Local temperature and ecological similarity drive distributional dynamics of tropical mammals worldwide


Aim Identifying the underlying drivers of species’ distributional dynamics is critical for predicting change and managing biological diversity. While anthropogenic factors such as climate change can affect species distributions through time, other naturally occurring ecological processes can also have an influence. Theory predicts that interactions between species can influence distributional dynamics, yet empirical evidence remains sparse. A powerful approach is to monitor and model local colonization and extinction—the processes that generate change in distributions over time—and to identify their abiotic and biotic associations. Intensive camera-trap monitoring provides an opportunity to assess the role of temperature and species interactions in the colonization and extinction dynamics of tropical mammals, many of which are species of conservation concern. Using data from a pan-tropical monitoring network, we examined how short-term local temperature change and ecological similarity between species (a proxy for the strength of species interactions) influenced the processes that drive distributional shifts. Location Tropical forests worldwide. Time period 2007–2016. Major taxa studied Terrestrial mammals. Methods We used dynamic occupancy models to assess the influence of the abiotic and biotic environment on the distributional dynamics of 42 mammal populations from 36 species on 7 tropical elevation gradients around the world. Results Overall, temperature, ecological similarity, or both, were linked to colonization or extinction dynamics in 29 populations. For six species, the effect of temperature depended upon the local mammal community similarity. This result suggests that the way in which temperature influences local colonization and extinction dynamics depends on local mammal community composition. Main conclusions These results indicate that varying temperatures influence tropical mammal distributions in surprising ways and suggest that interactions between species mediate distributional dynamics.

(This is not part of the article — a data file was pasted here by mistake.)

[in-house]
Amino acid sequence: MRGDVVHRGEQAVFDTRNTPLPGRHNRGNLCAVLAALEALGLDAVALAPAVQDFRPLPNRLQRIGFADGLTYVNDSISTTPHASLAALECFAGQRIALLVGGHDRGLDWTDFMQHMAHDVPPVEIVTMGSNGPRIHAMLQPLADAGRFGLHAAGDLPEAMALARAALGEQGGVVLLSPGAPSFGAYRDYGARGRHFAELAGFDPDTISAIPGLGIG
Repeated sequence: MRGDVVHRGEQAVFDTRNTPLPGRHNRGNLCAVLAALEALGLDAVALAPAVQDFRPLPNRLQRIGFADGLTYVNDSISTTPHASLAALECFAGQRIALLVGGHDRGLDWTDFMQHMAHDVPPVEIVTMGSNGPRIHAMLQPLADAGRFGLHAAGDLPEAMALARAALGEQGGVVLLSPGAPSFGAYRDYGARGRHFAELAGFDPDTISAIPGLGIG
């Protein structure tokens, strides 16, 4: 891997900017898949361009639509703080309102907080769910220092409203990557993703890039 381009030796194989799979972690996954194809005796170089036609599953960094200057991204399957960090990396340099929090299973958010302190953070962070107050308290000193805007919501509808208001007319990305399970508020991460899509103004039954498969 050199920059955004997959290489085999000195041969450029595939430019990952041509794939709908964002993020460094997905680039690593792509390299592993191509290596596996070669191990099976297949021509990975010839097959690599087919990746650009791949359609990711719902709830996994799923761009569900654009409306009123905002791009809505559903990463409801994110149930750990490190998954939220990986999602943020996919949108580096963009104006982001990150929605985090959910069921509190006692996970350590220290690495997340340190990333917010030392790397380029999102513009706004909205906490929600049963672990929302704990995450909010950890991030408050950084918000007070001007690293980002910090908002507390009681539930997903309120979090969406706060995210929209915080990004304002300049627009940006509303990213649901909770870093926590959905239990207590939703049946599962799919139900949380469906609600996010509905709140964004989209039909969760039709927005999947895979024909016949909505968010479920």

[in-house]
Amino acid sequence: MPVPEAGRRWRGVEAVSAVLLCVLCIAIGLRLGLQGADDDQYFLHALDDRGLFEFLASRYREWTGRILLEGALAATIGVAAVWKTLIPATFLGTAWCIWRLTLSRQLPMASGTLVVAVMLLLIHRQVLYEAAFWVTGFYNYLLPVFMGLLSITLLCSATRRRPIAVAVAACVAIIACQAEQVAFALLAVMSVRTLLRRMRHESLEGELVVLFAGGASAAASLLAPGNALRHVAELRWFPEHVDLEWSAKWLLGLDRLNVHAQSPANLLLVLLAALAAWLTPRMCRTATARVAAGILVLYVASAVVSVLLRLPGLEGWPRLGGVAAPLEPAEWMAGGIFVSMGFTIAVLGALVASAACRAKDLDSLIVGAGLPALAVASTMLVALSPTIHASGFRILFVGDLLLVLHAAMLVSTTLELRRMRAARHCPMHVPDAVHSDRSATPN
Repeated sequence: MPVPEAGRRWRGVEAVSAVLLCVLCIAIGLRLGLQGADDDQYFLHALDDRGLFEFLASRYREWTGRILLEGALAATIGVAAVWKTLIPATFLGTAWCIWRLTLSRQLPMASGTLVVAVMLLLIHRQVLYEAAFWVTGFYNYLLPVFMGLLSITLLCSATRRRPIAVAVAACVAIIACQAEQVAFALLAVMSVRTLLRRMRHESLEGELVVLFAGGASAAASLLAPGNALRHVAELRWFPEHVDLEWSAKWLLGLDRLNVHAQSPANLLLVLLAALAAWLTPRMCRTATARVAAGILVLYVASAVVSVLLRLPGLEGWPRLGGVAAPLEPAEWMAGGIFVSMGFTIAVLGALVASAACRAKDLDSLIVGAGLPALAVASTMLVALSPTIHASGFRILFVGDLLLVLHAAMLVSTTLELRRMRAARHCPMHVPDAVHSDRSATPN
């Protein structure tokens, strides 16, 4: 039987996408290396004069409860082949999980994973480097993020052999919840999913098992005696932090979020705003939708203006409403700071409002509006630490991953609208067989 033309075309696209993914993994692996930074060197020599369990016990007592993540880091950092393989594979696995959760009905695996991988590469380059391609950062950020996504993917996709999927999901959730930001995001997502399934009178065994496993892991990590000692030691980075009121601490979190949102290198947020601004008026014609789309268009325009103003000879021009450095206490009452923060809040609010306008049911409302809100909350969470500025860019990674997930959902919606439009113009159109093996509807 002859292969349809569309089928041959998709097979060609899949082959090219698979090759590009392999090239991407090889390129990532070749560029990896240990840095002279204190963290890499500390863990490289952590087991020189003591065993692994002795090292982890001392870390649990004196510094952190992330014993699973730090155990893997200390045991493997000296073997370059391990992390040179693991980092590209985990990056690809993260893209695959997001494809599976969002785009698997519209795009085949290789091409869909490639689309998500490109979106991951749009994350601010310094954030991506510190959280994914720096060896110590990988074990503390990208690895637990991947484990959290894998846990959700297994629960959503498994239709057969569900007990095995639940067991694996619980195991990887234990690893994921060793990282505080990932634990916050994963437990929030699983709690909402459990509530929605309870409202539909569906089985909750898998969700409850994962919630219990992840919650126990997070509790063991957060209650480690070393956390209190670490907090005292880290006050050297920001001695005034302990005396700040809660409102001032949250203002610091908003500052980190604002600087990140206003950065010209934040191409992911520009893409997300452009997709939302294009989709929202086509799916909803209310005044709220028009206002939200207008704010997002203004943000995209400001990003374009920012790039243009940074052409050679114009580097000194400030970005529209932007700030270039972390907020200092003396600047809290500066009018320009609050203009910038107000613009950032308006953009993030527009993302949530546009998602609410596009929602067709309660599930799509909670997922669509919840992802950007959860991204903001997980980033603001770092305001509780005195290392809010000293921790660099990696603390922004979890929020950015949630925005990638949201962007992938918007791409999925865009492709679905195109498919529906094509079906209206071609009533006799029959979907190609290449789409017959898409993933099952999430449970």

Global Ecology and Biogeography
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Miguel Acevedo
Miguel Acevedo
Assistant Professor of Quantitative Wildlife Population Ecology

My research interests include global change, lizard malaria, and quantitative applications for conservation planning.